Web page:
|Native/VM languages firstname.lastname@example.org (2008-08-25)|
|Re: Native/VM languages email@example.com (Marco van de Voort) (2008-08-27)|
|Re: Native/VM languages firstname.lastname@example.org (email@example.com) (2008-08-27)|
|Re: Native/VM languages firstname.lastname@example.org (Jeremy Wright) (2008-08-28)|
|Re: Native/VM languages email@example.com (glen herrmannsfeldt) (2008-08-28)|
|Re: Native/VM languages firstname.lastname@example.org (2008-08-29)|
|Re: Native/VM languages email@example.com (cr88192) (2008-08-30)|
|Re: Native/VM languages firstname.lastname@example.org (glen herrmannsfeldt) (2008-09-03)|
|From:||email@example.com (Torben =?iso-8859-1?Q?=C6gidius?= Mogensen)|
|Date:||Fri, 29 Aug 2008 10:30:47 +0200|
|Organization:||Department of Computer Science, University of Copenhagen|
|Posted-Date:||29 Aug 2008 12:34:25 EDT|
Jeremy Wright <firstname.lastname@example.org> writes:
> 2. profile directed feedback is a very powerful optimisation. Dynamic
> compilation does automatically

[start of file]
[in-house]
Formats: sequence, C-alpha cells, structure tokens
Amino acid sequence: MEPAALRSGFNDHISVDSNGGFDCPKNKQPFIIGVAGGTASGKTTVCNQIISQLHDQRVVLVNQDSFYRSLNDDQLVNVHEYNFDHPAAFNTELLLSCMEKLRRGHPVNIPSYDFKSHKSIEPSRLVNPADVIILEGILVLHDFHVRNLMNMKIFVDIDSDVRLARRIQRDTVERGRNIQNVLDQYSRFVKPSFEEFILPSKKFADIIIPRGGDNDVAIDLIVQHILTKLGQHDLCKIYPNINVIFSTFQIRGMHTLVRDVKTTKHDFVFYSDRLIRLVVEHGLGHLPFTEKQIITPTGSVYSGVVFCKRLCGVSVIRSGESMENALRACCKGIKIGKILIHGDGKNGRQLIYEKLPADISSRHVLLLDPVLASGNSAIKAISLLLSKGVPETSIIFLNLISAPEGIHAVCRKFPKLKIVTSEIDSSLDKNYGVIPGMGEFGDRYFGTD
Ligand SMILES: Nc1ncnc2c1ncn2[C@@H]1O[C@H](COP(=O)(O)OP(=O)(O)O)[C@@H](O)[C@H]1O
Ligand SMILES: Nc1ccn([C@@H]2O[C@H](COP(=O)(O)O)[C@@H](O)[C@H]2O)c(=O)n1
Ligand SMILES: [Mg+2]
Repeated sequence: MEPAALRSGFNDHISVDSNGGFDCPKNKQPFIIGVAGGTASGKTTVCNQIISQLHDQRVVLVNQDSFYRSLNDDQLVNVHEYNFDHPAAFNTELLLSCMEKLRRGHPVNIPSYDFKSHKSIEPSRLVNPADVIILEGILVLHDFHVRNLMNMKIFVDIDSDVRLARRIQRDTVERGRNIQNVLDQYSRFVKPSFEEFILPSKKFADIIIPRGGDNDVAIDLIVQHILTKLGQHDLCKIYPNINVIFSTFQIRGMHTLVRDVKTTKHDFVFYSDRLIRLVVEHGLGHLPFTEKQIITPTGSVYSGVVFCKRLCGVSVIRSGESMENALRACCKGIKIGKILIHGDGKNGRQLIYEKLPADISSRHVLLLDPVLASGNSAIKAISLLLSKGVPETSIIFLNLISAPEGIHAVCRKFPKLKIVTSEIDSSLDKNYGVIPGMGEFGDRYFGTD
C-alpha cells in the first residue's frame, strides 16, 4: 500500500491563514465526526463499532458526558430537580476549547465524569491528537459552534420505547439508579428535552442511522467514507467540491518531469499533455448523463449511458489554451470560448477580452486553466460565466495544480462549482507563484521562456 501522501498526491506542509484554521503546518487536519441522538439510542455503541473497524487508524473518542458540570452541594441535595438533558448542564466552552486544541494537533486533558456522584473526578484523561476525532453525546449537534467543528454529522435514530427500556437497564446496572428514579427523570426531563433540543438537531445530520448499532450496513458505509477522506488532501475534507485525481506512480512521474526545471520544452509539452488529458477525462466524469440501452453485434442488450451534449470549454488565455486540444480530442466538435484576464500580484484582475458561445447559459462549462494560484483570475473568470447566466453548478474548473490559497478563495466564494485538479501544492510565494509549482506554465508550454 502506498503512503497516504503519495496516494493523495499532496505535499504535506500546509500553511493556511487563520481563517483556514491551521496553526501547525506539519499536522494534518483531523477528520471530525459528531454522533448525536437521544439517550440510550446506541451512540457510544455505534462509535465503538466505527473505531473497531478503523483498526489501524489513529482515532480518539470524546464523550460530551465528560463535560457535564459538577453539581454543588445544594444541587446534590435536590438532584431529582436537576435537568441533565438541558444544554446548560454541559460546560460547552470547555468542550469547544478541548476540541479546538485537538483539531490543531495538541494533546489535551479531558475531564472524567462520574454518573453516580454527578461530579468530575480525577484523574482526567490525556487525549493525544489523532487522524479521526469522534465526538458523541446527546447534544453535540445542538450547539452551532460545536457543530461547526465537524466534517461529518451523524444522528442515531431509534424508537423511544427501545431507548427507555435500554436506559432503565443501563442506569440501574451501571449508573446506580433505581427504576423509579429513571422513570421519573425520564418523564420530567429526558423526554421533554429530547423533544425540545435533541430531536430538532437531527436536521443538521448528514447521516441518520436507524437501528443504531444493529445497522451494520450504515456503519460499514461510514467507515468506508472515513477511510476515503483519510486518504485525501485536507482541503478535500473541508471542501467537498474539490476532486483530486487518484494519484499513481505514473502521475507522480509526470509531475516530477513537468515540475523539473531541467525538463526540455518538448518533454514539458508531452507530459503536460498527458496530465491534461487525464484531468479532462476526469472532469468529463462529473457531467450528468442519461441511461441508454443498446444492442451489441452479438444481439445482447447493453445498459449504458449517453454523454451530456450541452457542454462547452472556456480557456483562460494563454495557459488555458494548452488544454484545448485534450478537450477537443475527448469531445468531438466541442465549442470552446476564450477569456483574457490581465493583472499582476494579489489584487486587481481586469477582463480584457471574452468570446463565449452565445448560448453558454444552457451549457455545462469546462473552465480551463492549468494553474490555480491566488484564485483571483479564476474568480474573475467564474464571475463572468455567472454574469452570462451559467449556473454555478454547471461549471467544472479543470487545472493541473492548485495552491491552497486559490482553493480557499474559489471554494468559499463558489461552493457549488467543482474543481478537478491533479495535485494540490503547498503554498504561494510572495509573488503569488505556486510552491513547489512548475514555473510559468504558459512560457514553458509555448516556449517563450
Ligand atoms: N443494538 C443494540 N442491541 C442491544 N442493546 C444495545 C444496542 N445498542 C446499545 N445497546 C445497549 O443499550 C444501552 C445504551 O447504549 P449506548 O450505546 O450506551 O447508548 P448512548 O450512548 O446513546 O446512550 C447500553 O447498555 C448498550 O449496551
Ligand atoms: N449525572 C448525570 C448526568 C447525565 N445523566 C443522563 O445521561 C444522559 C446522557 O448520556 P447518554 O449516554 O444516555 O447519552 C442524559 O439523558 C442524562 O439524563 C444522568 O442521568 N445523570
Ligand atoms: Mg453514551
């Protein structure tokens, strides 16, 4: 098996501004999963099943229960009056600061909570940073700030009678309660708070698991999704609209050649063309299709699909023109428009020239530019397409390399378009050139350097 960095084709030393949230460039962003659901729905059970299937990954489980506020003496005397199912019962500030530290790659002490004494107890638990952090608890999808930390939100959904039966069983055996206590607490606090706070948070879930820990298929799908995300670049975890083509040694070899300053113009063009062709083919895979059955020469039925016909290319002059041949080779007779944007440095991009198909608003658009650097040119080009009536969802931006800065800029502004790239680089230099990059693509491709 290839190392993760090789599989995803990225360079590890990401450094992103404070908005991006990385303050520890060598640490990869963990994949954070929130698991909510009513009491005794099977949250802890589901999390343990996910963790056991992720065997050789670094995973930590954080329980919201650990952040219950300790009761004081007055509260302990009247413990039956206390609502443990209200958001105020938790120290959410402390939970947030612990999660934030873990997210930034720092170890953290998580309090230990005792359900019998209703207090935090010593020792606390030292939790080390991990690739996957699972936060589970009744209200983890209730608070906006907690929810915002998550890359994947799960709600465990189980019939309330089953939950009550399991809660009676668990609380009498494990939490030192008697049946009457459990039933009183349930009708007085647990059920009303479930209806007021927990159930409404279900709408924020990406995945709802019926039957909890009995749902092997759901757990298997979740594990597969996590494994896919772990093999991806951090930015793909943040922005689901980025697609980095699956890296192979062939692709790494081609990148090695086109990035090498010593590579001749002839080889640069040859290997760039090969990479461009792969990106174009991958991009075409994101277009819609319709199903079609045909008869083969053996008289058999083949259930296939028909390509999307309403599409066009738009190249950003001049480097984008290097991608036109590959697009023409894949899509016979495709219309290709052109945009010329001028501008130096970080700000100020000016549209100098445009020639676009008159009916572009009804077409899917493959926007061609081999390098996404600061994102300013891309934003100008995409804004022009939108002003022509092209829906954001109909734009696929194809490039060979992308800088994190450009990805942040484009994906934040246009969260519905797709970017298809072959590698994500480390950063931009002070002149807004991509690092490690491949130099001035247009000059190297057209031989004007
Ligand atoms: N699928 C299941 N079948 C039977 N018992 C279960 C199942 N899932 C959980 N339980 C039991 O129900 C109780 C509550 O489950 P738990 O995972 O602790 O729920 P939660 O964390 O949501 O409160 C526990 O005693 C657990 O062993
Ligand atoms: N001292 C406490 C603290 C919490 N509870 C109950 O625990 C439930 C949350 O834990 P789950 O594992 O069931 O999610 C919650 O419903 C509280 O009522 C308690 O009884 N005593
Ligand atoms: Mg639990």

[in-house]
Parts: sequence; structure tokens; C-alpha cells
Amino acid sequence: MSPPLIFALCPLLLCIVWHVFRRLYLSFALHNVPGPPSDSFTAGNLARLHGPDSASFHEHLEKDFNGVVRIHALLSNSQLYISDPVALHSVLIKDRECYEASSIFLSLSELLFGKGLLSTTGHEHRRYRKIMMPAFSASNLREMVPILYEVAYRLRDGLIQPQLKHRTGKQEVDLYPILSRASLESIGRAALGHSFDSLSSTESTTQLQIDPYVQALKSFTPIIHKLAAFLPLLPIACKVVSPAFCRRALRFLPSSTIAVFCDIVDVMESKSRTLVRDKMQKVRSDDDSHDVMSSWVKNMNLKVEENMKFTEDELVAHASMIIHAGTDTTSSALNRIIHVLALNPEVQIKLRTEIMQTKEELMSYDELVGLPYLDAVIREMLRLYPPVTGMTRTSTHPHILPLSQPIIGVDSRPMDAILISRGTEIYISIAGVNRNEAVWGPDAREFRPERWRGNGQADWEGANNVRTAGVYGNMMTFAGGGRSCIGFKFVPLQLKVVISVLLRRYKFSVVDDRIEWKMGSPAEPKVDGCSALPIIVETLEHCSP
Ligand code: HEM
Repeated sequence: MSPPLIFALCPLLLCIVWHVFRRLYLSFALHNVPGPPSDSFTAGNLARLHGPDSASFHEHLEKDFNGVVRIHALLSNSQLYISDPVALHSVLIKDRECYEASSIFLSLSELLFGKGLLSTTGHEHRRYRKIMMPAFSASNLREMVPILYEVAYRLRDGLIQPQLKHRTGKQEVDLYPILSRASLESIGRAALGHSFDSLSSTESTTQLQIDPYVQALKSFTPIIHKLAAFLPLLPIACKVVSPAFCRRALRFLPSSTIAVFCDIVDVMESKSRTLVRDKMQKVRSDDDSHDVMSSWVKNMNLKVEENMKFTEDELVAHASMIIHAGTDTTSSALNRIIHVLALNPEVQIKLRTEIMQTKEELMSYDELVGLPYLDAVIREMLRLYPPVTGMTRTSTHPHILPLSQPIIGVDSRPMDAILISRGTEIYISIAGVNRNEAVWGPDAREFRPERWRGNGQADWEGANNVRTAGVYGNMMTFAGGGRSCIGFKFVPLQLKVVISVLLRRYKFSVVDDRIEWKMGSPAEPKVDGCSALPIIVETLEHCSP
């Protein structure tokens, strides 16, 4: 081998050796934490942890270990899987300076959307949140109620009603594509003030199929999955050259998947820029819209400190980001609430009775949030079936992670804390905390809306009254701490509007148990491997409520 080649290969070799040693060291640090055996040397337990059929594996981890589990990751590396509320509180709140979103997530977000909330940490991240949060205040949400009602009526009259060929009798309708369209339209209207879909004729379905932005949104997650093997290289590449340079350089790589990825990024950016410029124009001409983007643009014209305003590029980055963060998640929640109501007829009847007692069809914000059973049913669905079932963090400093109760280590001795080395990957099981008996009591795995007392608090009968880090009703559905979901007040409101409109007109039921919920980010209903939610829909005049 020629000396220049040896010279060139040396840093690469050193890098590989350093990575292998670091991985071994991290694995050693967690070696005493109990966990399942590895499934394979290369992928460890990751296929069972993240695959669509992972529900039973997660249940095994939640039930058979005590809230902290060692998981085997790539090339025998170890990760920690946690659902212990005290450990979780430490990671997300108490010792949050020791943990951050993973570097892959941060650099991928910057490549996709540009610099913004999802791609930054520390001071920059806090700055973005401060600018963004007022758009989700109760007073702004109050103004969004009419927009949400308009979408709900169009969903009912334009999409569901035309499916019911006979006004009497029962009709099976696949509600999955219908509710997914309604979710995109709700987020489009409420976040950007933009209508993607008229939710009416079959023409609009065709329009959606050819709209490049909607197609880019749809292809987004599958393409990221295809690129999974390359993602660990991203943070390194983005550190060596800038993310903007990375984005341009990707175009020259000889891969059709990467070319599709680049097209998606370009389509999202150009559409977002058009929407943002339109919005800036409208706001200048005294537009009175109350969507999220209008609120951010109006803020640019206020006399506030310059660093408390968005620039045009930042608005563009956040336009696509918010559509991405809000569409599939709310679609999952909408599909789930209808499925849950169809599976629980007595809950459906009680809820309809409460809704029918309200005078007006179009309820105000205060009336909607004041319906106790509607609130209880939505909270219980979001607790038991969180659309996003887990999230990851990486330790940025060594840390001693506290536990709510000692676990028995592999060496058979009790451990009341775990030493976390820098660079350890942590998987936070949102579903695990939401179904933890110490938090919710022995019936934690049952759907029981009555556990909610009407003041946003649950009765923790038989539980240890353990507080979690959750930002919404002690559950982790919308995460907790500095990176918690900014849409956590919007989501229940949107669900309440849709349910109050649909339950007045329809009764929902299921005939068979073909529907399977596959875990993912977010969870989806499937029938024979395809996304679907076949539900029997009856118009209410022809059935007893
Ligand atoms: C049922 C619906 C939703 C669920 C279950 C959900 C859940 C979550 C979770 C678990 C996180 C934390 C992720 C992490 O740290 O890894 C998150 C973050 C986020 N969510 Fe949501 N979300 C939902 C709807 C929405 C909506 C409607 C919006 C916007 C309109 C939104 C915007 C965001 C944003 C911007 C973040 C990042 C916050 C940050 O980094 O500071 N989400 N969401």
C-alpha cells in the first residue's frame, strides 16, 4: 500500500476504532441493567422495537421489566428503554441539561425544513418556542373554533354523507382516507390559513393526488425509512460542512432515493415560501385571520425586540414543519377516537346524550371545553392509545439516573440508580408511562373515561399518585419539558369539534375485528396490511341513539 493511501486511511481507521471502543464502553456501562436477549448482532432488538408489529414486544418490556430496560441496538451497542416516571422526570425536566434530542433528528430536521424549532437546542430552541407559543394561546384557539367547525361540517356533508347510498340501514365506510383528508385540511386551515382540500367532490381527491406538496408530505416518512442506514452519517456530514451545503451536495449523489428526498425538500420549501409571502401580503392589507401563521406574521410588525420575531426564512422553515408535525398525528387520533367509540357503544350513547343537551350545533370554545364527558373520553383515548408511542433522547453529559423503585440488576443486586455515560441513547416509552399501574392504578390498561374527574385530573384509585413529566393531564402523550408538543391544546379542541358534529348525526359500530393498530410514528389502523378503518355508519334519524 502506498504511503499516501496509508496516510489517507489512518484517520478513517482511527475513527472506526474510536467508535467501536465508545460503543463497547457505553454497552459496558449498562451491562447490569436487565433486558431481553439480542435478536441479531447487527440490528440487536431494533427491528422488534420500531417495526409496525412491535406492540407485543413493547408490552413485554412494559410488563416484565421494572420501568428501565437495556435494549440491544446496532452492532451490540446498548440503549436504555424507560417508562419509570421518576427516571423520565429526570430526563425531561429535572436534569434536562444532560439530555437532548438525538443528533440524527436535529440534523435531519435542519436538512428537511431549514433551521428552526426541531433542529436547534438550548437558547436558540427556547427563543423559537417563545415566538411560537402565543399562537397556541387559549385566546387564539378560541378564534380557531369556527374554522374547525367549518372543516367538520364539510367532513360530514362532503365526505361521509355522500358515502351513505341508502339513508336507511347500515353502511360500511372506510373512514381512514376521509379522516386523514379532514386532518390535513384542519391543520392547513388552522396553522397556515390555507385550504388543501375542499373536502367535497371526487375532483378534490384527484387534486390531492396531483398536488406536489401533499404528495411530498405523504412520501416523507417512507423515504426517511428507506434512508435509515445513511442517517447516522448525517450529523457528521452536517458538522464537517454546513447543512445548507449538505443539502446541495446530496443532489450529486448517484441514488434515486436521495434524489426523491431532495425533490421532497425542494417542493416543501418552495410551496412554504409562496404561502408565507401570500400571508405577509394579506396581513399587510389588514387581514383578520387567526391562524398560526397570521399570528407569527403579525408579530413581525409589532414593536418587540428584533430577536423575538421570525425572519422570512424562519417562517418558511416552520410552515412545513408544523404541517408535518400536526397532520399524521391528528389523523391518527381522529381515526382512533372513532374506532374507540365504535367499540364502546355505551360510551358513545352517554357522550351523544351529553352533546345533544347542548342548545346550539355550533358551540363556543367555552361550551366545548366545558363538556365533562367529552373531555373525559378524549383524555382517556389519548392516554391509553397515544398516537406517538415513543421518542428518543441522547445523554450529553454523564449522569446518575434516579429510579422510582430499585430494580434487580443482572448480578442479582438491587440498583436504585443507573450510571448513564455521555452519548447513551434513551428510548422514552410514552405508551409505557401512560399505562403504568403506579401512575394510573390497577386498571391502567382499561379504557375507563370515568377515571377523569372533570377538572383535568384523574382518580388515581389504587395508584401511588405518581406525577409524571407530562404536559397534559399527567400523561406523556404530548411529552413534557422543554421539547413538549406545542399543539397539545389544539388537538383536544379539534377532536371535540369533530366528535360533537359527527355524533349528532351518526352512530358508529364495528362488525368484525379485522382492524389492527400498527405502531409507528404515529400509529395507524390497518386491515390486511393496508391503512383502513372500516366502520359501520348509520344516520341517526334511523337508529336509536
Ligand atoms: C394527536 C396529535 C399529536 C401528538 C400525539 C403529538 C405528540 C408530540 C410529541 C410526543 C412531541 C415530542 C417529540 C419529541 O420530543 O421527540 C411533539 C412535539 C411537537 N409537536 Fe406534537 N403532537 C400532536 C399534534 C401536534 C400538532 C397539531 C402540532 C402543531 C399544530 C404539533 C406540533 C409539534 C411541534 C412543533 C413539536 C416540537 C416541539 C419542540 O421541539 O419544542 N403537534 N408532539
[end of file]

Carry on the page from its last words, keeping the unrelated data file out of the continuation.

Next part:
I can't see this being "automatic" in any normal sense of the word.
It requires an effort to collect and analyse profile data and a good
deal of insight to explout it wisely.
> and does it particularly well because
> the data set used for the profiling is the live run. The standard
> "compile ; run collecting data; recompile with PDF" cycle can suffer
> from artefacts in the data set used to "train" the PDF.
So can dynamic run-time profiling: A program does not have a constant
load during its runtime, so information you collect during the first
half of the execution may be completely wrong in the second half. The
problem is that predicting future behaviour from past behavior is not
always easy (and certainly not perfect). In a sense, information
collected during the same run is late: It only talks about the past,
and you want to compile for the future. Getting profile information
from complete executions can analyse how usage changes over the
execution time of the program and (in theory) use this to make several
variants of teh code for different phases of execution and know when
to switch to new versions.
But all this is about how well you can do in the limit, and that isn't
really interesting. What you want is to know how you get the most
optimisation with a given effort. And I doubt dynamic profile
gathering is the best approach for this.
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